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J Obstet Gynecol Neonatal Nurs. 1999 Mar-Apr;28(2):193-200.

The fatigue experience for women with human immunodeficiency virus.

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School of Nursing at the University of California, San Francisco, 94143-0606, USA.



To examine fatigue as a symptom experienced by women with human immunodeficiency virus (HIV).


A convenience sample of 100 women with HIV.


Independent sample t-tests were used to test for mean differences in fatigue related to variables in the women's sociocultural and home environment (ethnicity, employment, marital status, and parenting). Pearson product moment correlations were used to examine significant relationships between fatigue and physiologic variables (age, CD4 cell count, and sleep).


Lower CD4 cell counts were related to more daytime sleep, higher evening fatigue, and higher morning fatigue. Morning fatigue was related to duration of wake episodes during the night, napping, and perception of sleep disturbance during the past week. The number of awakenings during the first night predicted the severity of fatigue the next evening.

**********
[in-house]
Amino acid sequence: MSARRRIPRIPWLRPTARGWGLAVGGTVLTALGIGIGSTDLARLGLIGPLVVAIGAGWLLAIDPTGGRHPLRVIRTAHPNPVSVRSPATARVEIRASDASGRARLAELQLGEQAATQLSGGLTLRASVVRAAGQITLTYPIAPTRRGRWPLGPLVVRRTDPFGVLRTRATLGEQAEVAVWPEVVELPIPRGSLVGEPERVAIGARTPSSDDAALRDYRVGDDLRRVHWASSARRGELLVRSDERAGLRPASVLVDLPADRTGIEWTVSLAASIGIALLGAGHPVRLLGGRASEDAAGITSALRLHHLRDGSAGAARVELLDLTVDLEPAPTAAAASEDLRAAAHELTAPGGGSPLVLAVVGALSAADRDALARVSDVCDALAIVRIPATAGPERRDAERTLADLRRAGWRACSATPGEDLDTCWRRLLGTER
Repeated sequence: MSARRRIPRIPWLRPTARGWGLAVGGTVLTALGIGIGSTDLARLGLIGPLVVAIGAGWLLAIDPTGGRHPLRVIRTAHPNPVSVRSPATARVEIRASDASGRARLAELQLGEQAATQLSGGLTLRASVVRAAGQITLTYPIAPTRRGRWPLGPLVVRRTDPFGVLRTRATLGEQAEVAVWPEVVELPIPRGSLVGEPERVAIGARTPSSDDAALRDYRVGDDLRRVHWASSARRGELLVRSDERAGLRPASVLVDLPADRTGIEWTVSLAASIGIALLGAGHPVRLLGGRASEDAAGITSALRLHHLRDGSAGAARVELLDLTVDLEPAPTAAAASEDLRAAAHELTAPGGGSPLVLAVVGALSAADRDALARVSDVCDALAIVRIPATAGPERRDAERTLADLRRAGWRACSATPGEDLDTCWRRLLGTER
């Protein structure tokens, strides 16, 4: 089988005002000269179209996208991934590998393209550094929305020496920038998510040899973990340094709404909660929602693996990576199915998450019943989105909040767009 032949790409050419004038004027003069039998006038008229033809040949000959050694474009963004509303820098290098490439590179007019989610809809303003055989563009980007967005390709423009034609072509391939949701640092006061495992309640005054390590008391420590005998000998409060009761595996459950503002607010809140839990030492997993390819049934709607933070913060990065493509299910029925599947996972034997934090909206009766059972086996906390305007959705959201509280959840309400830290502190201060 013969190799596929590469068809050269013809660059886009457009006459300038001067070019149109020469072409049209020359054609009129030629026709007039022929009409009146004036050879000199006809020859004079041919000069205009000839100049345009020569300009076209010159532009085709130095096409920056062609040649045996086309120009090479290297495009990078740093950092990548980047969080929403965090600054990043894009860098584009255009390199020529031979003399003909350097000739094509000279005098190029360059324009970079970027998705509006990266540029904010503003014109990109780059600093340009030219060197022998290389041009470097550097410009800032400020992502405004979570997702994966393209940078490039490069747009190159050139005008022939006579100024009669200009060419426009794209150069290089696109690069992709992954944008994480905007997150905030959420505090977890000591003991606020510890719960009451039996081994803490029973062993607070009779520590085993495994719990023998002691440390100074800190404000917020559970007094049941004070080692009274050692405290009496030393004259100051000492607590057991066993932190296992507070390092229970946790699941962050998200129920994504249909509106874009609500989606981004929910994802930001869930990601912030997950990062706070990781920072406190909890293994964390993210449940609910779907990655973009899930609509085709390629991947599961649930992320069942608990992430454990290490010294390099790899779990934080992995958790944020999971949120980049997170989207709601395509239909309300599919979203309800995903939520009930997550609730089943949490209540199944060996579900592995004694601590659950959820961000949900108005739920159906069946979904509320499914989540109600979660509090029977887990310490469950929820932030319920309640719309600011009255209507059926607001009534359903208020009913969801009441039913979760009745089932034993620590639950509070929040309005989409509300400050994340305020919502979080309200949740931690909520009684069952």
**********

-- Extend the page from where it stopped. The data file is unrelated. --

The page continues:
To understand the fatigue experienced by women with HIV, researchers and clinicians must focus on the relative contributions of sociocultural, home, and physiologic environments within which these women live. Additional research is ongoing to identify the strategies these women use to manage daily activities such that gender-relevant and culturally relevant interventions for alleviating fatigue can be tested in women with a variety of chronic illnesses, including HIV and acquired immune deficiency syndrome.

[Indexed for MEDLINE]

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